A Global Gas Market Is Only Natural

Categories : Procurement Stages | Evaluate Supply Market | Assess Opportunity | Identify Suppliers | Reduce Risk
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Published on : Jun 19 2017

By: IBISWorld Analyst, Thomas Larson

Never has natural gas been so widely accessible. No, it’s not because Amazon recently added it to its two-day shipping list. Rather, a natural gas excess has prompted more suppliers to expand their reach into the global marketplace, essentially creating new buyers and markets outside of the United States. IBISWorld expects this globalization to persist as natural gas continues to be a cheaper and more environmentally friendly energy source in the transition to a low-carbon economy.

A global natural gas market is a stark contrast to the loosely connected network of regional markets that formerly molded the natural gas procurement process. Natural gas can either be purchased as compressed natural gas (CNG), or undergo additional processing to become liquefied natural gas (LNG). CNG is commonly sold to buyers directly through pipelines, with the surplus supply stored underground for later use. LNG, on the other hand, is cooled and sold to buyers in insulated tanks & cylinders. Historically, LNG has had a very limited downstream market because transporting it is expensive and formerly required long-term contracts to be economical. Consequently, many buyers opted to tie in directly to a pipeline, for which they usually had to bear the cost. The market’s overall difficulty and risk prompted many businesses to forgo natural gas entirely and turn to other energy sources.

However, much has changed in recent years. Throughout the United States, increased production through fracking has created an oversupply of natural gas. Higher domestic production, in combination with new natural gas reserve discoveries in Tanzania, Australia and Qatar, has presented suppliers with a unique problem: to avoid cutting production, they need to find ways to get their supply to new buyers. In response, suppliers have begun investing billions of dollars in capital projects to increase the cost-effectiveness of procuring natural gas. Suppliers’ rationale is that by making investments now, they’ll be rewarded with new buyers in new markets, allowing them to keep production at high levels.

In the past year alone, 20 tanker ships have been added to the overall global fleet, meaning 170 LNG tankers are now cruising the globe. Meanwhile, along the Gulf Coast in Texas, major player Cheniere Energy has converted multiple import terminals into export terminals to begin shipping product out of the United States. In fact, if current trends from the US Energy Information Administration continue, the United States will be a net exporter of natural gas within the next few years. The company has also spent considerable financial resources to create plants that can cool CNG to turn it into LNG, which can then be shipped by tanker. Similarly, Total and Royal Dutch Shell have been targeting newly discovered reserves in East Africa by providing capital assistance to fund other infrastructure projects meant to open the market to buyers in economic centers elsewhere on the continent. Floating terminals have also appeared, which are mobile plants positioned in offshore locations that can be easily relocated if needed. These and other investments have so far paid off, with the number of countries importing natural gas increasing within the past year.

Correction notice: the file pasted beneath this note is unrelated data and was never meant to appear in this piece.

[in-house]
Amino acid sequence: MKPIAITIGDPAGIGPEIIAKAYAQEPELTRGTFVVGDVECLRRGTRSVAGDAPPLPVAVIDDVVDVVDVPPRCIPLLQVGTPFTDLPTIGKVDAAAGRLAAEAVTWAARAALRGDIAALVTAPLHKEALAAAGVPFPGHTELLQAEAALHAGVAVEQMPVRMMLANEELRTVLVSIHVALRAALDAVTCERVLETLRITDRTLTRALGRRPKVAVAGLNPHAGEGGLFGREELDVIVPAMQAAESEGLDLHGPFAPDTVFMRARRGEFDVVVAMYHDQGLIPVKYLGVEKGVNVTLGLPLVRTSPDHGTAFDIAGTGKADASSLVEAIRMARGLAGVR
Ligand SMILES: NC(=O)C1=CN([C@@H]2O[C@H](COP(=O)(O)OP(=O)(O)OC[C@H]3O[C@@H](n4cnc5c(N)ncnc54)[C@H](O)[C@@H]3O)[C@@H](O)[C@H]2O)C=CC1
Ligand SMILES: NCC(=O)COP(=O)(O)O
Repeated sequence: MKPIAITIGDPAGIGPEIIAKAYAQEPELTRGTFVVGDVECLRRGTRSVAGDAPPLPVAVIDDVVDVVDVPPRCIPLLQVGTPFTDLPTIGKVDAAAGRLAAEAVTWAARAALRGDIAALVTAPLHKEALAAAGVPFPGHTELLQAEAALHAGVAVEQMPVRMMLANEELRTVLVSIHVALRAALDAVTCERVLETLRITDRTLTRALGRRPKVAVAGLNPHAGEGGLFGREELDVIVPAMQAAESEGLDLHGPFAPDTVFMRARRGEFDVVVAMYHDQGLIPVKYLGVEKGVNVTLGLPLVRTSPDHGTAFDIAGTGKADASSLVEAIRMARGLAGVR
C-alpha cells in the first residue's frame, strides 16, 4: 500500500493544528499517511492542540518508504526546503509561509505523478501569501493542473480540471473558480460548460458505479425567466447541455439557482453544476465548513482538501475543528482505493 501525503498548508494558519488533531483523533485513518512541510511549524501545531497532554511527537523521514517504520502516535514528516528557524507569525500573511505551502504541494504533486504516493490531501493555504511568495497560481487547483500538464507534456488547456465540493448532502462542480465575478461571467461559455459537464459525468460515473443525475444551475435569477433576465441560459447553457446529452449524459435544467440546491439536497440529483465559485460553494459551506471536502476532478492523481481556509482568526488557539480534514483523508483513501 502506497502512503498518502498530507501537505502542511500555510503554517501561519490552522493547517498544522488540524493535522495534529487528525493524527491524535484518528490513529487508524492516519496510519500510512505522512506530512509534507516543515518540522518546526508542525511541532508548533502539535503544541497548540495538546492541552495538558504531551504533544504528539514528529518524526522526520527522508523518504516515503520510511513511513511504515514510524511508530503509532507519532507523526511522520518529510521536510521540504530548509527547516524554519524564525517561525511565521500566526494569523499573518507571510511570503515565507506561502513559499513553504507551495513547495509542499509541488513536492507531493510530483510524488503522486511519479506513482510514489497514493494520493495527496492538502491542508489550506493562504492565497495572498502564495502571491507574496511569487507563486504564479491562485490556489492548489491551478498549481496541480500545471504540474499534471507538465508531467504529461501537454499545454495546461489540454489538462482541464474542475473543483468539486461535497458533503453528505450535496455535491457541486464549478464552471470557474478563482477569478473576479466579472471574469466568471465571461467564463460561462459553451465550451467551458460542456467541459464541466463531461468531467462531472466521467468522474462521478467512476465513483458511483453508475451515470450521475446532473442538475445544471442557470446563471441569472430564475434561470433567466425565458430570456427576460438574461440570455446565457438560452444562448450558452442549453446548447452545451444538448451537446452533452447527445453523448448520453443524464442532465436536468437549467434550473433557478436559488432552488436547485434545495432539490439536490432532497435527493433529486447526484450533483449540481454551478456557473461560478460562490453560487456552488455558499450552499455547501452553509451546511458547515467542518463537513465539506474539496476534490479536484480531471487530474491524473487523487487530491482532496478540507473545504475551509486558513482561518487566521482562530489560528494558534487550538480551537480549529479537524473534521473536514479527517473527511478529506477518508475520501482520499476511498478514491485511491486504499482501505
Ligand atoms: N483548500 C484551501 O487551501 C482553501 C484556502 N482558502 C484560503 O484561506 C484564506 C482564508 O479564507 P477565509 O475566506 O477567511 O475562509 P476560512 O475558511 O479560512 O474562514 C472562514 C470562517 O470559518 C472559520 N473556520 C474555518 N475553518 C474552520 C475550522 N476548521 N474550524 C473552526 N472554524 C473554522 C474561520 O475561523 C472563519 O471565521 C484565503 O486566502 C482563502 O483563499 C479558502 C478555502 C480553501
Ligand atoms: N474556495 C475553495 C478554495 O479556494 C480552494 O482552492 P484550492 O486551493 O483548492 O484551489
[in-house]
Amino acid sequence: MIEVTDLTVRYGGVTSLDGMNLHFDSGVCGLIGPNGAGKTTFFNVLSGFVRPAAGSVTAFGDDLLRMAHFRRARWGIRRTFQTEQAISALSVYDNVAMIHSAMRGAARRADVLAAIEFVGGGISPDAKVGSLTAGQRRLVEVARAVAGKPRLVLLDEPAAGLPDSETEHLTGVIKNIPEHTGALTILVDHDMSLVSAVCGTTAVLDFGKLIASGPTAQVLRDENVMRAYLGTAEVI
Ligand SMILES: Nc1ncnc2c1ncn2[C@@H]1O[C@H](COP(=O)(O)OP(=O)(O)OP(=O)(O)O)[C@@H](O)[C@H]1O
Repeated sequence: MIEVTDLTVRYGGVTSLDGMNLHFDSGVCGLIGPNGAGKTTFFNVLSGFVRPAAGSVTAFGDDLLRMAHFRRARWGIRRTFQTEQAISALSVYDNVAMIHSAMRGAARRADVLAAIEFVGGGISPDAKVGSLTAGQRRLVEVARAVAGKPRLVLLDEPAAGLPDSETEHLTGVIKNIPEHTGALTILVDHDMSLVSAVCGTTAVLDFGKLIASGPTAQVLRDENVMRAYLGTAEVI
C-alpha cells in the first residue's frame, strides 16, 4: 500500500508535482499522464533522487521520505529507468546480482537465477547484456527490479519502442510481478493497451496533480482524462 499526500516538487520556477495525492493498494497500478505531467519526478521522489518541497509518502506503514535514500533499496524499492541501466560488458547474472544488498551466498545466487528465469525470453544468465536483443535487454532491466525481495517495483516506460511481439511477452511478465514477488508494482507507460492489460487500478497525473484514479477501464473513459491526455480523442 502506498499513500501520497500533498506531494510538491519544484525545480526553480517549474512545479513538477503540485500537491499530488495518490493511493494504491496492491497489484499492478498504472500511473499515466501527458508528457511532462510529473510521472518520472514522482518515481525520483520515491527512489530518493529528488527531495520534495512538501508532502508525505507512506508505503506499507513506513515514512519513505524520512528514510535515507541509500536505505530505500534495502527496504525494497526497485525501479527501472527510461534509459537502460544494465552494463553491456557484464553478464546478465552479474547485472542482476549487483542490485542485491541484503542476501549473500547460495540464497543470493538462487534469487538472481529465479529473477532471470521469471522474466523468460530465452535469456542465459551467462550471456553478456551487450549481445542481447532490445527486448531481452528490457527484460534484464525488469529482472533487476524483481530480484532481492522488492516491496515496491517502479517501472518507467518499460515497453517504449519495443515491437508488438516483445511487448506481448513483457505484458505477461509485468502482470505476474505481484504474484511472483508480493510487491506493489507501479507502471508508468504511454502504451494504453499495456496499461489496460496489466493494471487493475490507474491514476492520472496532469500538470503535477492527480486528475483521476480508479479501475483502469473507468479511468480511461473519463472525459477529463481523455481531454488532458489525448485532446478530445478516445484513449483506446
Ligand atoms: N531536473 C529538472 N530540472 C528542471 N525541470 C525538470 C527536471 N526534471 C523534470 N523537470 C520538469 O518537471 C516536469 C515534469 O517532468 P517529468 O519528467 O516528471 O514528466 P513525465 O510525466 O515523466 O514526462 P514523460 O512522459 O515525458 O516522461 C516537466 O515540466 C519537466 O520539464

Global Market Has a Wide-Reaching Impact on US Buyers

Buyers are likely to benefit from the global natural gas market. Typically, when demand increases, so do prices. However, because supply has also increased, IBISWorld does not expect these market changes to have an impact on the benchmark price of natural gas in the United States, which has been falling at an estimated annualized rate of 10.1% in the three years to 2017. Increased competition among suppliers, though, will have an impact. Suppliers are now in more direct competition with one another because their reach in the market is expanding and supply contracts have become shorter. These factors increase price-based competition. IBISWorld also anticipates that a buyer’s location will become less of a pricing factor due to the presence of more tankers that can ship globally. As such, IBISWorld expects the price range for natural gas to narrow because suppliers will not have as much of a hold on specific geographic areas. Furthermore, the increased distribution scope will benefit buyers with international operations, because a single supplier can meet all of their needs. Additionally, globalization will mitigate supply chain risk. With more suppliers competing globally, buyers will have more workarounds when it comes to dealing with inclement weather or geopolitical issues.

Putting Pressure on Other Markets

The changes in the natural gas market will put pressure on other related markets. Natural gas is a cleaner-burning, cheap alternative energy source compared to other energy sources. Thus, these changes will have the most effect on petroleum gas markets. For example, IBISWorld expects demand for propane, which is derived from crude oil, to decrease. The full impact will be slow, however, because buyers will need to alter their facilities to accommodate the use of natural gas. Still, as prices for natural gas remain low, more buyers will convert their facilities to burn natural gas.

 



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